Philadelphia, Pennsylvania is a city with a fascinating, complicated history. On of the oldest cities in America, Philadelphia is rich with American cultural landmarks, untold stories, and a vibrant history of artistic contributions. Philadelphia is also home to the largest percentage of Black residents of America’s largest cities. Making up 43.4% of the population, Black people have an inextricable connection to this city’s foundation and it’s growth over decades, even centuries.
In recent years, however, the fullness and diversity of this population has gone largely ignored in favor of pathologizing and lamenting the difficulties they face.When people speak of Philadelphia these days, the focus is almost always on the gun violence and the poverty. Of America’s largest cities (1M+ residents), Philadelphia has the highest poverty rate (25.8%) and the highest deep poverty rate (13%). In 2017, 315 people were killed in this city, with 82% dying by gunfire. While the mayor and local government work to find solutions, the city continues to struggle; high poverty and high crime go hand-in-hand anywhere you go. The outlook often seems bleak and there are many who struggle with holding onto hope, but I know, for certain, there is more to Philadelphia than negative statistics.
I moved to Philadelphia in 2016, deciding to return to the city to help fight the fight against poverty. I went to the University of Pennsylvania for undergraduate school (CAS’02) and returned for post-grad work (SP2 ‘17). I became familiar with Philly’s struggles 20 years ago and now, I remain committed to elevating the stories of the people here–the Black people. When I moved back, I worked at Drexel University’s School of Public Health, managing the Witnesses to Hunger project, an anti-poverty advocacy project that elevates the first-hand testimonies of people living in poverty to influence legislation and push for change. After leaving there, I worked as Director of Community Partnerships & Strategy for North10, Philadelphia, an organization committed to revitalizing the Hunting Park neighborhood.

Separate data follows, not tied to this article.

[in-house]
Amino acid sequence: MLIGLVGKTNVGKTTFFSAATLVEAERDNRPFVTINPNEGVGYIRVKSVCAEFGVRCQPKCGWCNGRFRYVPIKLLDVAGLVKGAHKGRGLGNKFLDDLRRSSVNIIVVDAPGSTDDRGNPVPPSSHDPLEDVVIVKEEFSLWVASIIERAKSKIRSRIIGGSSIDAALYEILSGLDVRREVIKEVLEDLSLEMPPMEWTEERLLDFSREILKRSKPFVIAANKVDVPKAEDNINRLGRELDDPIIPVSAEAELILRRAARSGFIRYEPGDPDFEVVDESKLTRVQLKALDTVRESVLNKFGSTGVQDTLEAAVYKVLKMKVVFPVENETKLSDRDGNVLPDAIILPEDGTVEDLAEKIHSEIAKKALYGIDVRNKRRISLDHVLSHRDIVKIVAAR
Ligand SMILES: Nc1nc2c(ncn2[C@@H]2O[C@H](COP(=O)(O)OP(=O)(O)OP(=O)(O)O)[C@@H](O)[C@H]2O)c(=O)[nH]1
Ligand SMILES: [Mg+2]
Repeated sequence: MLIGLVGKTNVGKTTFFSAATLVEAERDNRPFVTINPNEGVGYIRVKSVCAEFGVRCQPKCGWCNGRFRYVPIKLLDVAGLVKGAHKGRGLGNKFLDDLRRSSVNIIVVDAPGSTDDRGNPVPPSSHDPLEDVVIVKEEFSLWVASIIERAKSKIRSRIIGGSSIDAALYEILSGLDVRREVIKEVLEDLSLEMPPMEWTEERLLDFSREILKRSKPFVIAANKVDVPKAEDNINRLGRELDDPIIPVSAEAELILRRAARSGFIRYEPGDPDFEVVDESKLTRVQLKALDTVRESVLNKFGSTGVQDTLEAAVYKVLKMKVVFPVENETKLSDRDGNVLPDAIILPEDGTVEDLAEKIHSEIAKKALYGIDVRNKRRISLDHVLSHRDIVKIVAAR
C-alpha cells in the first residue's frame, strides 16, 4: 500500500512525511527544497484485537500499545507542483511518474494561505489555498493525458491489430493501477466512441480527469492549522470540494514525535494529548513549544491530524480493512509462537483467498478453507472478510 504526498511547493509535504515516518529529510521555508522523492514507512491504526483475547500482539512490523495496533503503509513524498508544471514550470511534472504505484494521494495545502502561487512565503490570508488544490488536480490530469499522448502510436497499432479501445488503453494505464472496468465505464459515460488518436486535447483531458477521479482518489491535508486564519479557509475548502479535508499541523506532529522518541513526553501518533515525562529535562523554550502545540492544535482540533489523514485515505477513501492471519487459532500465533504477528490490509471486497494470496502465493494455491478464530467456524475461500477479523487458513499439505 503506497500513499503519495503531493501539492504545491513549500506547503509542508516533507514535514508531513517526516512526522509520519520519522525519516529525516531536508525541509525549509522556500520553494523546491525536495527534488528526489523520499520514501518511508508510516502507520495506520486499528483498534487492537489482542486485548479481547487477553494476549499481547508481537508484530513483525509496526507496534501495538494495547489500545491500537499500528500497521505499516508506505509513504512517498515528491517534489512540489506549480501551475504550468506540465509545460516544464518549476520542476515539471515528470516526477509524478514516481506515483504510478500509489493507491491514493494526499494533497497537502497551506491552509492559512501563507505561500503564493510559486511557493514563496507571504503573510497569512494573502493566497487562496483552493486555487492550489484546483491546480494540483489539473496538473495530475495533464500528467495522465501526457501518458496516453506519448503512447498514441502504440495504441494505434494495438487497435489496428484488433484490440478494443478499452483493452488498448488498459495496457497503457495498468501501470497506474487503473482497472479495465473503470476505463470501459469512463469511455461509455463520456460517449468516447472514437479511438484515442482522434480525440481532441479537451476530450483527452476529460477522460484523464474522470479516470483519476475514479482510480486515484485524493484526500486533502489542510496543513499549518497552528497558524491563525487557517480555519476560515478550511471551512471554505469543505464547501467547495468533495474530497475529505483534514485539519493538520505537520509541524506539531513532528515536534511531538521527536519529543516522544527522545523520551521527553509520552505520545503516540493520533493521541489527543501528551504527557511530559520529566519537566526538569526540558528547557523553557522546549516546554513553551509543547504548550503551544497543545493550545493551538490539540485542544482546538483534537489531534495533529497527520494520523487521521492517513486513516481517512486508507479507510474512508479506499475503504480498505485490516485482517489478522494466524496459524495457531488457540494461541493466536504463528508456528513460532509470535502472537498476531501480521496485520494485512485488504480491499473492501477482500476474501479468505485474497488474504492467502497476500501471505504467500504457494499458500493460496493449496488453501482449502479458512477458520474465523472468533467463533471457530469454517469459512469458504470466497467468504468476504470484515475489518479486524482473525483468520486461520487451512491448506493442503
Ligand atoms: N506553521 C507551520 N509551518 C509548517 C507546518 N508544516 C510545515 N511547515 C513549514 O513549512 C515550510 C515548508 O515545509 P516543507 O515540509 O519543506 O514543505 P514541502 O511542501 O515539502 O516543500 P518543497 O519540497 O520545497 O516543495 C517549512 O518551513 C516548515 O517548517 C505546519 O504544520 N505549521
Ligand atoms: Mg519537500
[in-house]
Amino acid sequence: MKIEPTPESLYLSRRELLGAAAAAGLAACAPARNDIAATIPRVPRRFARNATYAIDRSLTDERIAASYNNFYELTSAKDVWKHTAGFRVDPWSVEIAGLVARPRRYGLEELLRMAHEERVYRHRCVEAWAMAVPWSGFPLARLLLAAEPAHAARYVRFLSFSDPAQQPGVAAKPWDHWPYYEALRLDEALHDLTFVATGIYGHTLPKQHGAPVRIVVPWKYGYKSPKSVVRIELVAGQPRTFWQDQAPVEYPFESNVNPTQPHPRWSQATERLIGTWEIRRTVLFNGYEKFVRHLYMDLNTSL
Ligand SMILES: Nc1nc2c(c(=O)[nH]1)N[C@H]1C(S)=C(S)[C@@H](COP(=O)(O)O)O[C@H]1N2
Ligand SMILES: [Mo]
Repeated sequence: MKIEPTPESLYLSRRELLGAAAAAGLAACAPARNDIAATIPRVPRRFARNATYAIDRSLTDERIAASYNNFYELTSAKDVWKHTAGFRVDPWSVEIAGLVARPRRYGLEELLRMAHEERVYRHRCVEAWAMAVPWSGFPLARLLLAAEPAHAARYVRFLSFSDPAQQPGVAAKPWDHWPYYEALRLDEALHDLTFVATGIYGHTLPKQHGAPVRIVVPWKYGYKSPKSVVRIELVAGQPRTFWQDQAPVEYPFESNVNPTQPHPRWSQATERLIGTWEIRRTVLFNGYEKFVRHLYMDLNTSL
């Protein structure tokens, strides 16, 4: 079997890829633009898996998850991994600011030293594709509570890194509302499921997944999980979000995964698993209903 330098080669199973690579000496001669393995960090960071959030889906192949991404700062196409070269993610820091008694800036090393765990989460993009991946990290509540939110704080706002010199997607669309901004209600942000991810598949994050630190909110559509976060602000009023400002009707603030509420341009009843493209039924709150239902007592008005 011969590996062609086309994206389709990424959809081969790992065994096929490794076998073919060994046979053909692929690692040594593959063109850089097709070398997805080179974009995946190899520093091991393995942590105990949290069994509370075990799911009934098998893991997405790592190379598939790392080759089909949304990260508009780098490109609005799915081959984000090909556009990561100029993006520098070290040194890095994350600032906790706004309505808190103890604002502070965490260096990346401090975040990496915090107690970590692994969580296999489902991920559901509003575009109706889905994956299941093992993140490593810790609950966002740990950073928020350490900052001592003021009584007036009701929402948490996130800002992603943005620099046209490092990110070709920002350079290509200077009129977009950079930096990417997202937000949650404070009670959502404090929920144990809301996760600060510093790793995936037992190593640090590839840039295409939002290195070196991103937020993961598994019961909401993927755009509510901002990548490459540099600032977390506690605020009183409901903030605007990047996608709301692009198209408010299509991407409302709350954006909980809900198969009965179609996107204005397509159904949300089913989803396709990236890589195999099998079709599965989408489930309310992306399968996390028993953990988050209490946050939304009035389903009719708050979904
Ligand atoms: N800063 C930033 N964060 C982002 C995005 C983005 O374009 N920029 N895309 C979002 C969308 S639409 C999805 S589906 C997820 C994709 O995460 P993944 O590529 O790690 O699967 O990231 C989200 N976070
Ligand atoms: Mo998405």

Now, I am taking a bit of a ‘life sabbatical’ to focus more on my own passions, including my writing, which is what most people know me for. I’m here to tell stories. I’m here to help. I’m here to make life better for as many people as I can.
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